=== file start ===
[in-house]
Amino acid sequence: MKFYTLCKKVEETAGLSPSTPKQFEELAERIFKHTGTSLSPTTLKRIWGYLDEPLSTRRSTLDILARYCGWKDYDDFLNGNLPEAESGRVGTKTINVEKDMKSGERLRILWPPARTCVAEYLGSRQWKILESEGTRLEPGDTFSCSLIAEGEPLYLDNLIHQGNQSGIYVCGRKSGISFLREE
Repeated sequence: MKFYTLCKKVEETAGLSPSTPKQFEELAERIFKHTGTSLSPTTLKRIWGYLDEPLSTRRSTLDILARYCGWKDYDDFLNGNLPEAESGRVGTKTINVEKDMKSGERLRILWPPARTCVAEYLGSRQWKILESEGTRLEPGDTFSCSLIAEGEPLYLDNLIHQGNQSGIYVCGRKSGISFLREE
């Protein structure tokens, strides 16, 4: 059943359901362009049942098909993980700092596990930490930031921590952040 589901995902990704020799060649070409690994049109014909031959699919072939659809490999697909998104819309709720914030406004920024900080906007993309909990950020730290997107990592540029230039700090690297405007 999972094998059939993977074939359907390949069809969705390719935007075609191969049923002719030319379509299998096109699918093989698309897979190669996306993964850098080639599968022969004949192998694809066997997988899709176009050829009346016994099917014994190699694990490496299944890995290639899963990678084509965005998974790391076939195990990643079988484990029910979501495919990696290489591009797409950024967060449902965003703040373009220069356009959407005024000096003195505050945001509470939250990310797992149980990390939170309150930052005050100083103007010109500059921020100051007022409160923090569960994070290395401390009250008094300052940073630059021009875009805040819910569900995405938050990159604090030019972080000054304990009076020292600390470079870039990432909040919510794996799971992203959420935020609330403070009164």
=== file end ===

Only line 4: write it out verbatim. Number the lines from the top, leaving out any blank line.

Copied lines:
């Protein structure tokens, strides 16, 4: 059943359901362009049942098909993980700092596990930490930031921590952040 589901995902990704020799060649070409690994049109014909031959699919072939659809490999697909998104819309709720914030406004920024900080906007993309909990950020730290997107990592540029230039700090690297405007 999972094998059939993977074939359907390949069809969705390719935007075609191969049923002719030319379509299998096109699918093989698309897979190669996306993964850098080639599968022969004949192998694809066997997988899709176009050829009346016994099917014994190699694990490496299944890995290639899963990678084509965005998974790391076939195990990643079988484990029910979501495919990696290489591009797409950024967060449902965003703040373009220069356009959407005024000096003195505050945001509470939250990310797992149980990390939170309150930052005050100083103007010109500059921020100051007022409160923090569960994070290395401390009250008094300052940073630059021009875009805040819910569900995405938050990159604090030019972080000054304990009076020292600390470079870039990432909040919510794996799971992203959420935020609330403070009164």